Now let’s see how we can get the % of the contribution to total revenue for each of the sales person, so that we can immediately see who is the best performer.

To achieve that, firstly we will need to group and sum up the “Total Amount” by “Salemans”, which we have already done previously.

df.groupby(["Salesman"]).agg({"Total Amount" : "sum"})

And then we calculate the sales amount against the total of the entire group. Here we can get the “Total Amount” as the subset of the original dataframe, and then use the apply function to calculate the current value vs the total. Take note, here the default value of axis is 0 for apply function.

[["Total Amount"]].apply(lambda x: 100*x/x.sum())

With the above, we should be able get the % of contribution to total sales for each sales person. And let’s also sort the % from largest to smallest:

sort_values(by="Total Amount", ascending=False)

Let’s put all together and run the below in Jupyter Notebook:

.agg({"Total Amount" : "sum"})[["Total Amount"]]\
.apply(lambda x: 100*x/x.sum())\
.sort_values(by="Total Amount", ascending=False)

You shall be able to see the below result with the sales contribution in descending order. (Do not confuse with the column name “Total Amount”, pandas uses the original column name for the aggregated data. You can rename it to whatever name you want later)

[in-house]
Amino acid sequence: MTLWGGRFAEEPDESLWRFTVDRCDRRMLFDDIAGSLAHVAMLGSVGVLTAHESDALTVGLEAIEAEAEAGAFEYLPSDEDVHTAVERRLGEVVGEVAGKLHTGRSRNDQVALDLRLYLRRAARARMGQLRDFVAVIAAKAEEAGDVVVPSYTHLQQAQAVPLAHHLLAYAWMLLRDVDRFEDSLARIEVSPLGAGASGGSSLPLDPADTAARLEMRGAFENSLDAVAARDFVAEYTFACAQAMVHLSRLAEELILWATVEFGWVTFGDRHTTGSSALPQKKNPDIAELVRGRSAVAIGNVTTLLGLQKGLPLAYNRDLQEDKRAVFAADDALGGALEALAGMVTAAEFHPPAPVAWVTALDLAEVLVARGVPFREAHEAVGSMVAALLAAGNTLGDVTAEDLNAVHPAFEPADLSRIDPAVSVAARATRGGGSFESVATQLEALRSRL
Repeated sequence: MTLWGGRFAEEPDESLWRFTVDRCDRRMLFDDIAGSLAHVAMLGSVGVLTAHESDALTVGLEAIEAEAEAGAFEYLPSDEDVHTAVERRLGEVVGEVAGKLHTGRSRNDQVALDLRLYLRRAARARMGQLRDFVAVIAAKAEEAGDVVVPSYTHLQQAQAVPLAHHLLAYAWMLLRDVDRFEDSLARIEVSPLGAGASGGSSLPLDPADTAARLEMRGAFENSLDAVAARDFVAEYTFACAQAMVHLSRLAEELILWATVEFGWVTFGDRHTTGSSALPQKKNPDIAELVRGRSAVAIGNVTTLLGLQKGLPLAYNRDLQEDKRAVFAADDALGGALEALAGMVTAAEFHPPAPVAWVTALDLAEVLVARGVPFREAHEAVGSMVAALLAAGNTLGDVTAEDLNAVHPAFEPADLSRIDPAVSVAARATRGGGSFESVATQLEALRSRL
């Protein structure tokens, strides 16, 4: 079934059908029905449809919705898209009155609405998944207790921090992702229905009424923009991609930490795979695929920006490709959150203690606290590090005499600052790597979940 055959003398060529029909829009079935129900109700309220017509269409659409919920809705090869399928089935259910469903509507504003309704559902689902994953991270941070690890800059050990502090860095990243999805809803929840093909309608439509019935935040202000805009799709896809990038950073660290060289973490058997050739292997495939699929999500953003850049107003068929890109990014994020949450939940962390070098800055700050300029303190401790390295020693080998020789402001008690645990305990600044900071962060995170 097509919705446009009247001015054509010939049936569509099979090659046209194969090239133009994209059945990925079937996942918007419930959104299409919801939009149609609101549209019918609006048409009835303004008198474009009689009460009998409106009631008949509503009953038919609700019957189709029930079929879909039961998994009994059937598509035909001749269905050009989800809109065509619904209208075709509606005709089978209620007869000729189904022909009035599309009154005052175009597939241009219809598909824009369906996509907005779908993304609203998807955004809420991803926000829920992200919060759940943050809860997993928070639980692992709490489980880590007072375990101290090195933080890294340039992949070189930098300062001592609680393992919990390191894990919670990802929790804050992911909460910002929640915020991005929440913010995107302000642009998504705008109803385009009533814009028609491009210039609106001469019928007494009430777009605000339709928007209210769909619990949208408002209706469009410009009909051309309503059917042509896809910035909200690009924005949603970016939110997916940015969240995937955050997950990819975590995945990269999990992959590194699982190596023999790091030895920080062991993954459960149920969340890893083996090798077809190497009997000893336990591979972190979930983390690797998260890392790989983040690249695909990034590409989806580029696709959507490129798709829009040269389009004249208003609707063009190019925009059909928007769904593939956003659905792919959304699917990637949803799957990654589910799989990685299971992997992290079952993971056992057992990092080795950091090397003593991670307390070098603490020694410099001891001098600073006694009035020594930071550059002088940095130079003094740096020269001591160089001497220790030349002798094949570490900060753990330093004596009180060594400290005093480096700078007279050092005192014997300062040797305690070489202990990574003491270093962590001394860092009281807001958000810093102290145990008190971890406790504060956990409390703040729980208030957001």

pandas tricks - calculate percentage within group for salesman


Calculate the most popular products

Similarly, we can follow the same logic to calculate what is the most popular products. This time we want to summarize the sales amount by product, and calculate the % vs total for both “Quantity” and “Total Amount”. And also we want to sort the data in descending order for both fields. e.g.:

df.groupby(["Item Desc"])\
.agg({"Quantity": "sum", "Total Amount" : "sum"})[["Quantity", "Total Amount"]]\
.apply(lambda x: 100*x/x.sum())\
.sort_values(by=["Quantity","Total Amount"], ascending=[False,False])

This will produce the below result, which shows “Whisky” is the most popular product in terms of number of quantity sold. But “Red Wine” contributes the most in terms of the total revenue probably because of the higher unit price.

pandas tricks - calculate percentage within group for products


Calculate best sales by product for each sales person

What if we still wants to understand within each sales person, what is the % of sales for each product vs his/her total sales amount?

In this case, we shall first group the “Salesman” and “Item Desc” to get the total sales amount for each group. And on top of it, we calculate the % within each “Salesman” group which is achieved with groupby(level=0).apply(lambda x: 100*x/x.sum()).

Note: After grouping, the original datafram becomes multiple index dataframe, hence the level = 0 here refers to the top level index which is “Salesman” in our case.

df.groupby(["Salesman", "Item Desc"])\
.agg({"Total Amount" : "sum"})\
.groupby(level=0).apply(lambda x: 100*x/x.sum())\
.sort_values(by=["Salesman", "Item Desc","Total Amount"], ascending=[True, True, False])

You will be able see the below result which already sorted by % of sales contribution for each sales person.

pandas tricks - calculate percentage within group - for salesman and product



This is just some simple use cases where we want to calculate percentage within group with the pandas apply function, you may also be interested to see what else the apply function can do from here.